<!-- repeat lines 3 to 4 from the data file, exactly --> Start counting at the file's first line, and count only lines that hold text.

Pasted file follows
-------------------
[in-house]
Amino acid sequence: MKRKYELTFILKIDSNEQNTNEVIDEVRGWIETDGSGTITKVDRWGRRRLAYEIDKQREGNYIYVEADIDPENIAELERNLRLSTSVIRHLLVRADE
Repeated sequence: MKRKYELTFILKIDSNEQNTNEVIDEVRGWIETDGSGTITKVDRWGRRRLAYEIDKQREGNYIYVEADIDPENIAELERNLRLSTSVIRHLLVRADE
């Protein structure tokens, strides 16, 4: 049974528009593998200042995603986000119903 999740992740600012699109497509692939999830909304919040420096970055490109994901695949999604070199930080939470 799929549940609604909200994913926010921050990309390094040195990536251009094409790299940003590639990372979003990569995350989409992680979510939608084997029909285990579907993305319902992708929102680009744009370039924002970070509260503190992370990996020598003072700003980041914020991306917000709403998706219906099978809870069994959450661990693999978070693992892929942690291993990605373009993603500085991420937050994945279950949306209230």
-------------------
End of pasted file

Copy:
Repeated sequence: MKRKYELTFILKIDSNEQNTNEVIDEVRGWIETDGSGTITKVDRWGRRRLAYEIDKQREGNYIYVEADIDPENIAELERNLRLSTSVIRHLLVRADE
């Protein structure tokens, strides 16, 4: 049974528009593998200042995603986000119903 999740992740600012699109497509692939999830909304919040420096970055490109994901695949999604070199930080939470 799929549940609604909200994913926010921050990309390094040195990536251009094409790299940003590639990372979003990569995350989409992680979510939608084997029909285990579907993305319902992708929102680009744009370039924002970070509260503190992370990996020598003072700003980041914020991306917000709403998706219906099978809870069994959450661990693999978070693992892929942690291993990605373009993603500085991420937050994945279950949306209230």